Moby Dick, chapter 32 "Cetology"

1/ The Sperm Whale
2/ The Right Whale 
3/ The Fin Back Whale 
4/ The Hump-backed Whale 
5/ The Razor Back Whale 
6/ The Sulphur Bottom Whale 
1/ The Grampus 
2/ The Black Fish 
3/ The Narwhale 
4/ The Killer
5/ The Thrasher 
1/ The Huzza Porpoise 
2/ The Algerine Porpoise 
3/ The Mealy-mouthed Porpoise


Instead of skipping and complaining about Chapter 32 "Cetology", which many readers do, I decided to read it carefully. Here are some thoughts: 
- Ishmael's fascinated by whales. The book begins with Etymology (the different words for "whale") and Extracts (quotes about whales). Out of the 31 chapters before "Cetology", only 6 chapters (4, 10, 11, 21, 23 and 29) don't have any words like "whale", "whales", "whaling" or something beginning with "whale" ("whalebone", "whalemen"...) in them.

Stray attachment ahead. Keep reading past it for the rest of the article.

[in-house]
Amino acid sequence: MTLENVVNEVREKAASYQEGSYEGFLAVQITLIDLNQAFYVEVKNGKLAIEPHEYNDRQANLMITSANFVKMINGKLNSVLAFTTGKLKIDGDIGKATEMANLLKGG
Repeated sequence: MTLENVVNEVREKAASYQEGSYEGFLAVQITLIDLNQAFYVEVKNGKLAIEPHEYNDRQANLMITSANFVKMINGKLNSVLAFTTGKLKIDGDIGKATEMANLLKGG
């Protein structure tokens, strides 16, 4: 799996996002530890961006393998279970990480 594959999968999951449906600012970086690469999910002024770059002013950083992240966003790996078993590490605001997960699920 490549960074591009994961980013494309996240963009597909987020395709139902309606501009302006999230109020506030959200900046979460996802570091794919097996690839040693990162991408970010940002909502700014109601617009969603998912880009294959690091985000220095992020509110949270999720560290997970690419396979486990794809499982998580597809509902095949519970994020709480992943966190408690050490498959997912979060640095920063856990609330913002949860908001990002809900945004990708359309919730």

- His classification is incomplete.  As he says himself "I promise nothing complete; because any human thing supposed to be complete, must for that very reason infallibly be faulty." And later: "It was stated at the outset, that this system would not be here, and at once, perfected. You cannot but plainly see that I have kept my word." Not that I knew it myself, of course
- He doesn't introduce Latin scientific names. 
- His classification is largely based on size, and not very accurate. It's problematic from the start, as Ishmael sees whales as fish (referring to Jonah as authority).
- Ishmael sees them in terms of value- whether they're often hunted, whether they're needed for bones, baleen or oil, whether they have much oil and how much. Which is to say, his point of view is that of a whale hunter. 
- At the same time, he also sees whales as leviathans, so his view is not only practical but also religious/ mystical. 
- As he tries to classify whales, he talks about the difficulty (and the ridiculousness?) of such classification. 
"Some pretend to see a difference between the Greenland whale of the English and the right whale of the Americans. But they precisely agree in all their grand features; nor has there yet been presented a single determinate fact upon which to ground a radical distinction. It is by endless subdivisions based upon the most inconclusive differences, that some departments of natural history become so repellingly intricate."